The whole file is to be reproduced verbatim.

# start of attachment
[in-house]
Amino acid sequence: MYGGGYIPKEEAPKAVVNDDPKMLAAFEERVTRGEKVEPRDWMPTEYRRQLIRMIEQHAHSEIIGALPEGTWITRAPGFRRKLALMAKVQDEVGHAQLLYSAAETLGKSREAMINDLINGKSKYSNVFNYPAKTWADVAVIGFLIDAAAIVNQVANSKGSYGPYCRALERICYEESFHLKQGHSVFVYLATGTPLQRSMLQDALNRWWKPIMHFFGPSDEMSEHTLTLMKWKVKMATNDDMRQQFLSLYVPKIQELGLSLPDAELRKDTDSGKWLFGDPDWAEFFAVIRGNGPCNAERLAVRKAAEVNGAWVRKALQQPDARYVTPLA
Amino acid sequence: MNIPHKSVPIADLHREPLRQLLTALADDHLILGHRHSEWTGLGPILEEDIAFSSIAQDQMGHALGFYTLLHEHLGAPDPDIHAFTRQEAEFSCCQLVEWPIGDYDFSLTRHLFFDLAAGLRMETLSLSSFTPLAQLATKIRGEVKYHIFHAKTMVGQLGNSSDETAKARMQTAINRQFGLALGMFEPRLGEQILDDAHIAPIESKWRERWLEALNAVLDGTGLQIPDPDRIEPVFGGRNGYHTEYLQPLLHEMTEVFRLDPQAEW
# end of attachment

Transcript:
[in-house]
Amino acid sequence: MYGGGYIPKEEAPKAVVNDDPKMLAAFEERVTRGEKVEPRDWMPTEYRRQLIRMIEQHAHSEIIGALPEGTWITRAPGFRRKLALMAKVQDEVGHAQLLYSAAETLGKSREAMINDLINGKSKYSNVFNYPAKTWADVAVIGFLIDAAAIVNQVANSKGSYGPYCRALERICYEESFHLKQGHSVFVYLATGTPLQRSMLQDALNRWWKPIMHFFGPSDEMSEHTLTLMKWKVKMATNDDMRQQFLSLYVPKIQELGLSLPDAELRKDTDSGKWLFGDPDWAEFFAVIRGNGPCNAERLAVRKAAEVNGAWVRKALQQPDARYVTPLA
Amino acid sequence: MNIPHKSVPIADLHREPLRQLLTALADDHLILGHRHSEWTGLGPILEEDIAFSSIAQDQMGHALGFYTLLHEHLGAPDPDIHAFTRQEAEFSCCQLVEWPIGDYDFSLTRHLFFDLAAGLRMETLSLSSFTPLAQLATKIRGEVKYHIFHAKTMVGQLGNSSDETAKARMQTAINRQFGLALGMFEPRLGEQILDDAHIAPIESKWRERWLEALNAVLDGTGLQIPDPDRIEPVFGGRNGYHTEYLQPLLHEMTEVFRLDPQAEW